The institutional hunt for returns brings green shoots

 
Marc Sidwell
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HEDGE funds didn’t always have an easy time of it in 2012 – witness the world’s biggest listed hedge fund Man Group, which parted company with its finance chief Kevin Hayes last June and announced in December its chief executive would step down in February 2013 following a year in which its plunging share price sent it out of the FTSE 100 index.

Yet Man’s shares have been on the rise this year and when its chief executive-designate Emmanuel Roman officially takes over the reins later this week it is anticipated he will announce a bold reshuffle of senior management with the hope of turning things around for the group, which had suffered five straight quarters of outflows by the end of 2012.

The latest research from Deutsche Bank shows a few reasons why such reinvention should be possible, not just for Man but for the wider sector. Hedge funds need to adapt, but a changing economic environment doesn’t have to mean a hostile one. While 57 per cent of private banks decreased their assets under hedge fund management in 2012, more than two thirds of pension funds increased their hedge fund allocations.

Deutsche sees that institutional commitment to hedge funds continuing this year, with nearly half of pension funds set to ramp up their allocations to the asset class by $100m (£66m) or more in 2013 as part of their quest for stronger returns.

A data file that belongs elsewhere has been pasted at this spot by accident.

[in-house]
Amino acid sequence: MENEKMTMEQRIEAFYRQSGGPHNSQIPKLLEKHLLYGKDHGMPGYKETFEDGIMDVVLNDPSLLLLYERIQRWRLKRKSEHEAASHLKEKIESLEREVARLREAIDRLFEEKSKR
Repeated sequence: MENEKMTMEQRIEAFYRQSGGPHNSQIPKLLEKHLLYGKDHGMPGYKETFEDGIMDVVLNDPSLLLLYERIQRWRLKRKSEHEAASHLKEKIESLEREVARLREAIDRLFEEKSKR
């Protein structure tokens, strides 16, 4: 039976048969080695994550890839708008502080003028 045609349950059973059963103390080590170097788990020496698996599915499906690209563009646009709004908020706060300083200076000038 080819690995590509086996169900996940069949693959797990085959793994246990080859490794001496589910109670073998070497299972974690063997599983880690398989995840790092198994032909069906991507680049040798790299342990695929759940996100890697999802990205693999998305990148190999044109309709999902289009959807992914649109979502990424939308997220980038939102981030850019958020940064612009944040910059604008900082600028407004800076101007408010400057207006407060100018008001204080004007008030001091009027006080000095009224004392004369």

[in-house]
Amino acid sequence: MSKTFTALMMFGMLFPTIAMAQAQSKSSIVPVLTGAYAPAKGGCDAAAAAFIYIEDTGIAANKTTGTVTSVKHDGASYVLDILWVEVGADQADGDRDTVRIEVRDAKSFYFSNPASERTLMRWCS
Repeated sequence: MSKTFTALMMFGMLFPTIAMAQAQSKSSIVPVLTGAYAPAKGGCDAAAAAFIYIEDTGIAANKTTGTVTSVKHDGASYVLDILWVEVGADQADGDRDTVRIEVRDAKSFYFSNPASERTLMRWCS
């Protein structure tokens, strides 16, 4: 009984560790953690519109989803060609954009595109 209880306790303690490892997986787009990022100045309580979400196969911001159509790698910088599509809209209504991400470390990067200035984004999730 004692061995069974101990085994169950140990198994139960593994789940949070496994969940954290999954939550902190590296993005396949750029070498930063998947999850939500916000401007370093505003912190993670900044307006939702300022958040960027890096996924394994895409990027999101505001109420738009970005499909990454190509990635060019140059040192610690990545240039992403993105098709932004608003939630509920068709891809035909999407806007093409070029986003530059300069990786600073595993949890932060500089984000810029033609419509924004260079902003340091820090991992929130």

That said, in an age of financial repression, even hedge funds are no longer looked to for outsize returns. Back in 2010, over half of investors expected double-digit returns from their hedge fund investments. Today, when returns that just manage to nudge above inflation can feel like a blessing, only a third of hedge fund investors are still expecting those double-digit returns. That said, with 79 per cent of institutional investors still targeting five to 10 per cent returns, hedge funds are evidently still seen as a vital tool for those responsible not just for safeguarding assets but seeing a steady growth in their value.

That other pillar of the hedge fund business model – clients’ willingness to pay substantial fees for exceptional returns – also remains in place. Downward pressure on fees is not one of the top three client trends. As 62 per cent of investors believe hedge funds matched or beat expectations in 2012, it doesn’t look like their reign is over yet.